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February 12, 2008

Folate Deficiency Triples Dementia Risk

People concerned about senile dementia should make sure they are eating plenty of leafy vegetables. A new study has found that folate deficiency is associated with a dramatically higher risk of developing dementia. Like folic acid, folate is a water-soluble form of vitamin B9. Both can be taken as supplements or in their natural form in leafy vegetables such as spinach, turnip greens, lettuces, dried beans, peas and other foods.

The new research, done at King's College London, Institute of Psychiatry and Chonnam National University Hospital in the Republic of Korea, tracked the development of dementia in 518 people over the age of 65 over a two-year period.

Tests were carried out at the start and end of the two-year period to identify subjects with dementia. At the same time, blood tests were taken to assess levels of folate, vitamin B12 and the protein homocysteine. The idea was to find out if dementia risk was associated with higher or lower levels of any of these three substances.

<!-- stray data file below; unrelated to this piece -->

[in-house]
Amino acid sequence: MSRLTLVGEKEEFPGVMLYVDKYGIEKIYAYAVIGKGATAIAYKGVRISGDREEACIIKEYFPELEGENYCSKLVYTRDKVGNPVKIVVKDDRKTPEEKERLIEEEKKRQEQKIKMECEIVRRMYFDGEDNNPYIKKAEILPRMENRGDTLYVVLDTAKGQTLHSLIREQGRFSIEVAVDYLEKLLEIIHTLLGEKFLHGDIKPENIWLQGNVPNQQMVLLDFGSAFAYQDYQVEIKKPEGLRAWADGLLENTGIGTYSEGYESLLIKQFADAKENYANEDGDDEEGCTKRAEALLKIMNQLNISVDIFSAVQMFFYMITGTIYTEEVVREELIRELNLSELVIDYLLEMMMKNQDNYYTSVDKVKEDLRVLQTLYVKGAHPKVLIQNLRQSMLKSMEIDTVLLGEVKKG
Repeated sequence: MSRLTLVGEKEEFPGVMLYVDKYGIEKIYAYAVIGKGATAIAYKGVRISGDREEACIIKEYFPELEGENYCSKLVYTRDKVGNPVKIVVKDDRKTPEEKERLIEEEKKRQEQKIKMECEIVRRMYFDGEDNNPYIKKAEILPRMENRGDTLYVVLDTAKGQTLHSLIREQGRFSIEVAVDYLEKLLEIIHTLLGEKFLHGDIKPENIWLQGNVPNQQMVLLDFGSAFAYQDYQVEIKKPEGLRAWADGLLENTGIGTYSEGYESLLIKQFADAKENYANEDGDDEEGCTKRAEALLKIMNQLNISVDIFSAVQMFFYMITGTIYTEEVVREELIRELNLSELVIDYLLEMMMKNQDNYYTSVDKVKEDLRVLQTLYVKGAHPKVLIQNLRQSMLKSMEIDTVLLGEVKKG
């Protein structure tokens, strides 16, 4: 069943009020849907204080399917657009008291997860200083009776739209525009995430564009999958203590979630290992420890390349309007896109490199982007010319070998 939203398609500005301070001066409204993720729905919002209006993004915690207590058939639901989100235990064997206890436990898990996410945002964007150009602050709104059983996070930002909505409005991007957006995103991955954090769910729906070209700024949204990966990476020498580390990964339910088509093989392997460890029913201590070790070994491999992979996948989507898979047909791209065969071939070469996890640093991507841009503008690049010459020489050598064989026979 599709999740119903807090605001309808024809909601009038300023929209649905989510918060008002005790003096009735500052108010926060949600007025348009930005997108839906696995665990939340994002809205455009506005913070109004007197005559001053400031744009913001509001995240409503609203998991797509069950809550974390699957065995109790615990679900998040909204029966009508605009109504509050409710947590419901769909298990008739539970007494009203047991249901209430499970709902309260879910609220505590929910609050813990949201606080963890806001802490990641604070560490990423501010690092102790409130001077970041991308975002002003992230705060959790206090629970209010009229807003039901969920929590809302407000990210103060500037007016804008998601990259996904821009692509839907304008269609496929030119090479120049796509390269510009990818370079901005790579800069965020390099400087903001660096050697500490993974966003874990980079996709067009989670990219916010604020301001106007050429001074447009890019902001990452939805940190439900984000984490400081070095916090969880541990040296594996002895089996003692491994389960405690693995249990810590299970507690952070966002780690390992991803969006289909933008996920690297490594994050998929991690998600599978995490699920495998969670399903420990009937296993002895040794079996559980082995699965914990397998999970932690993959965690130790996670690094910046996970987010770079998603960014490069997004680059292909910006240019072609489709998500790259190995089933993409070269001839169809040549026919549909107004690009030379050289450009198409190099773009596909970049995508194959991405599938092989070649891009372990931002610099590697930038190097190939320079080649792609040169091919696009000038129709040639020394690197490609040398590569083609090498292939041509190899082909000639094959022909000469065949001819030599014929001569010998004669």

Previous studies have shown that high levels of homocysteine are associated with cardiovascular disease.

At the start of the two-year period, almost one in five people in the study had high levels of homocysteine, while 17% had low vitamin B12 levels and 3.5% were folate deficient.

On the other hand, the higher the level of folate a person had, the higher his or her Vitamin B12 levels and the lower their homocysteine level.

By the end of the study, 45 people had developed dementia. Of these, 34 had Alzheimer's disease, seven had vascular dementia and four had other types of dementia. People who were folate deficient at the beginning of the study were almost 3.5 times more likely to develop dementia. Dementia was also more likely in people whose folate levels fell and homocysteine levels rose during the 2 year study. The authors of this study, published online ahead of print in the Journal of Neurology Neurosurgery and Psychiatry, suggest that folate deficiency and other changes in micronutrients could be linked with the other signs that are known to precede dementia, including weight loss and low blood pressure.
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